“Inspirations and Influences” is a series of articles in which we invite authors to write guest posts talking about their…well, Inspirations and Influences. The cool thing is that the writers are given free reign so they can go wild and write about anything they want. It can be about their new book, series or about their career as a whole.
We are proud to bring you today a guest post by Scott Westerfeld, author of both Adult and YA books, including the Uglies Trilogy which Thea read and reviewed here. The first book in his new series, Leviathan, was published last year and Ana barking LOVED IT. And to celebrate the upcoming release of the awesome second book Behemoth ( which Ana reviewed today), we invited the author to talk about writing it.
Please give a warm welcome to Scott Westerfeld!
The Leviathan series was inspired by the crumbling “boy’s own adventures” in my parents’ book collection. These books had lots of derring-do and panache, but lacked even a glimpse of a strong female character. So what I’m doing is half homage and half correction, which is a nice combination to work with. You get to be both nostalgic and forward-looking.
It took me about sixty pages to realize what was missing from my version of these old adventure books, however, and that was illustration. A hundred years ago pretty much all novels, whether for kids or adults, had pictures. So I hired Keith Thompson to do a set of old-fashioned images for the trilogy. Then a weird thing happened: these illustrations turned into an even biggest inspiration than my original source material. Here’s what I mean . . .
Keith started with portraits of the two main characters, Alek and Deryn, who are from two different cultures. Alek is Austrian and a Clanker (a machine-user), while Deryn is English and a Darwinist, (In my world Darwin discovered DNA in the 1860s, and created all sort of Victorian biotechnologies: message lizards, living airships, etc.) Rather brilliantly, Keith decided to create frames for these portraits that reflected the cultures.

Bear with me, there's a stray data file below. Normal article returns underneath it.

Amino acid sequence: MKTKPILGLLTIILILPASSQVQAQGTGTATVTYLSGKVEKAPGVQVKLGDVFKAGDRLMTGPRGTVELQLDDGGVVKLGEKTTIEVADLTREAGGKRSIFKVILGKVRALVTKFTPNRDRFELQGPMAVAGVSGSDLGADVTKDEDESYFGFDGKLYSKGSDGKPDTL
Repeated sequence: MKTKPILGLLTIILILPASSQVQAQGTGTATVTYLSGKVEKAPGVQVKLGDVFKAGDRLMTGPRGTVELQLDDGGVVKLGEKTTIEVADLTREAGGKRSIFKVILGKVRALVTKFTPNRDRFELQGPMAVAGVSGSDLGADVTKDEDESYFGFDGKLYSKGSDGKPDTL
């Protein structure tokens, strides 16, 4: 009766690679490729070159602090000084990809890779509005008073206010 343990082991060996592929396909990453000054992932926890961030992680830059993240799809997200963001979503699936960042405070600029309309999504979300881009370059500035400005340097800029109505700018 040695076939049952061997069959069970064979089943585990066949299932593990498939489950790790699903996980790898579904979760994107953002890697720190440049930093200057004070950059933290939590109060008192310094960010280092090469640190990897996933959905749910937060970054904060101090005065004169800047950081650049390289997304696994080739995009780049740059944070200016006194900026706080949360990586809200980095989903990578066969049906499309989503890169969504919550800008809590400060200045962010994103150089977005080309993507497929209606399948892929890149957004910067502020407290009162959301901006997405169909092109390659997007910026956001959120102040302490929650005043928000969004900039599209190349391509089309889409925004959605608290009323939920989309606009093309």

As you can see, Alek’s frame is made of mechanical parts, fan blades and gears. Deryn’s is made of organic shapes, like seashells. As an aristocrat, Alek is painted, whereas middle-class Deryn is a black and white photograph. With his first illustration, Keith had already begun to establish that the characters came from two different worlds.
Keith carried these distinctions through all fifty illustrations in Leviathan. The tools, clothing, even the furniture of the two cultures reflect two completely different aesthetics. Darwinist stuff has curved lines and smooth edges. Clanker stuff is boxy, as ungainly as a Great War “land dreadnought.” Compare the rear of Alek fighting a fire atop his Clanker Stormwalker with the captain of His Majesty’s Airship Leviathan sitting at his Darwinist-style desk:
Of course, with Keith setting the bar so high, I had to bring those distinctions to life on the page as well. I decided to give the two characters two different linguistic styles as well.